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What is the best possible strategy to convince a stakeholder to adopt a new approach when they seem to hold on to a particular idea which is more generic. What I would like to hear are the best ways to systematically unfold the conversation to convince them when we know something works better.

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2 Answers 2

First, consider their point. Is doing something new really the right way to go? If it is then prepare to meet with them.

  1. Ask for a meeting. You will need their full attention. If you ask them when they are busy they will go with their gut which is what they always say.

  2. Prepare as much data as you can. Analytics, trends, numbers. They run on numbers. Support your claim with as much of this as you can. Show the lift it will generate. Show how it will translate in numbers.

  3. Compare. Show competitors. This is a little bit of a scare tactic but its needed sometimes. If they dont innovate they will be left in the dust.

  4. Contrast. Show the old/bad with the new/good. Side by side.

  5. Compromise. Give them some input that you will implement. They will be more willing to go with it when THEY had part of the idea or had to change something. Managers love that. In cases where I need to convince them I leave some blaring issue, ask them for help on this part, and have them give the solution.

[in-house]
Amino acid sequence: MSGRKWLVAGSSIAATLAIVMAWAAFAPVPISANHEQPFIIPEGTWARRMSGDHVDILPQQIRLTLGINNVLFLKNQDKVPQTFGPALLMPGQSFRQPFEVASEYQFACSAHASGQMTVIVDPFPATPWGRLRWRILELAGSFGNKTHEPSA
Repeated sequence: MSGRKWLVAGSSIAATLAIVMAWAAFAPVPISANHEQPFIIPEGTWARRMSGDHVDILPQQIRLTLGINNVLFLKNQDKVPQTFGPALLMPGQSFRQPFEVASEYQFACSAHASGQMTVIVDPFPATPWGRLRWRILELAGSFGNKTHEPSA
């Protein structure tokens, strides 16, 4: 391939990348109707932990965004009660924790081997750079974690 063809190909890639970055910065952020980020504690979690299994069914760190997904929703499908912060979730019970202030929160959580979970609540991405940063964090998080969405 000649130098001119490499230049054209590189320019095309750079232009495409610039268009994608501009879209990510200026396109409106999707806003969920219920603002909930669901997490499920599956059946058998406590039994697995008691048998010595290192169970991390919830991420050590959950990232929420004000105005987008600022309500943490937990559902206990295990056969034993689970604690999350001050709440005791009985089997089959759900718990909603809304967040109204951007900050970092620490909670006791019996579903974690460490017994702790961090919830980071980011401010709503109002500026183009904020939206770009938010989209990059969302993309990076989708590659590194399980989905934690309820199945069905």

6. Talk about users pain points, wants, etc. Focus on why your UI UX solution solves these problems.

  7. End with a vision statement about pushing to the next level, numbers, and your passion for the project.

Hope that helps!

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  • Use their language instead of forcing your own (UX) terminology on them. Don't believe they understand you if you use UX terminology - they're quite likely to understand something, but more often than not, it's not at all what you meant.
  • Find out what exactly would benefit them if your approach were chosen.
  • Try to work out an approach together, as this might make it easier for the stakeholder to agree to it.
  • Be ready and willing to accept compromises - having only a part of your ideas realized still means you can point them out later on and follow up on your promises. This will build trust, and maybe next time they're ready to accept more.
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Nice answer, +1 –  Glen Lipka Apr 15 '11 at 14:24
    
Cheers Glen, much appreciated :-) –  Jan Apr 15 '11 at 14:25
    
Your words.."having only a part of your ideas realized still means you can point them out later on and follow up on your promises." makes sense, Thanks for the answer.:-) –  amarnath01 Apr 18 '11 at 4:35

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